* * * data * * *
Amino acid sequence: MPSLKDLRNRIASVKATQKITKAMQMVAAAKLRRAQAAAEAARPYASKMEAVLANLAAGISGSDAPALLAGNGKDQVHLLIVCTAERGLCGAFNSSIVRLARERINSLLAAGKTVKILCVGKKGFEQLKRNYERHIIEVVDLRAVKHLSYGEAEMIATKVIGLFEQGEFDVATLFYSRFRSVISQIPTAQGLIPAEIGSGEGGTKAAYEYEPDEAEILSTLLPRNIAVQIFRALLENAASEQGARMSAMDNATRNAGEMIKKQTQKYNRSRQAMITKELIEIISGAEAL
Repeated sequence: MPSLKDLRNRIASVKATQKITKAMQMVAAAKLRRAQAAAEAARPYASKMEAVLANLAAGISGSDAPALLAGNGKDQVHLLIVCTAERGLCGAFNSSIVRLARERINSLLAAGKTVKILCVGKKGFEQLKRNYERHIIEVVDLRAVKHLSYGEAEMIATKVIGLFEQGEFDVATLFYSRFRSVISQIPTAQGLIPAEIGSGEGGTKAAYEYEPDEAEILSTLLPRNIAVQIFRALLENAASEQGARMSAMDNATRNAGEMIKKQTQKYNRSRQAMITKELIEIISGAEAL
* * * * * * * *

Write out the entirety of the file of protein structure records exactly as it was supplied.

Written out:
Amino acid sequence: MPSLKDLRNRIASVKATQKITKAMQMVAAAKLRRAQAAAEAARPYASKMEAVLANLAAGISGSDAPALLAGNGKDQVHLLIVCTAERGLCGAFNSSIVRLARERINSLLAAGKTVKILCVGKKGFEQLKRNYERHIIEVVDLRAVKHLSYGEAEMIATKVIGLFEQGEFDVATLFYSRFRSVISQIPTAQGLIPAEIGSGEGGTKAAYEYEPDEAEILSTLLPRNIAVQIFRALLENAASEQGARMSAMDNATRNAGEMIKKQTQKYNRSRQAMITKELIEIISGAEAL
Repeated sequence: MPSLKDLRNRIASVKATQKITKAMQMVAAAKLRRAQAAAEAARPYASKMEAVLANLAAGISGSDAPALLAGNGKDQVHLLIVCTAERGLCGAFNSSIVRLARERINSLLAAGKTVKILCVGKKGFEQLKRNYERHIIEVVDLRAVKHLSYGEAEMIATKVIGLFEQGEFDVATLFYSRFRSVISQIPTAQGLIPAEIGSGEGGTKAAYEYEPDEAEILSTLLPRNIAVQIFRALLENAASEQGARMSAMDNATRNAGEMIKKQTQKYNRSRQAMITKELIEIISGAEAL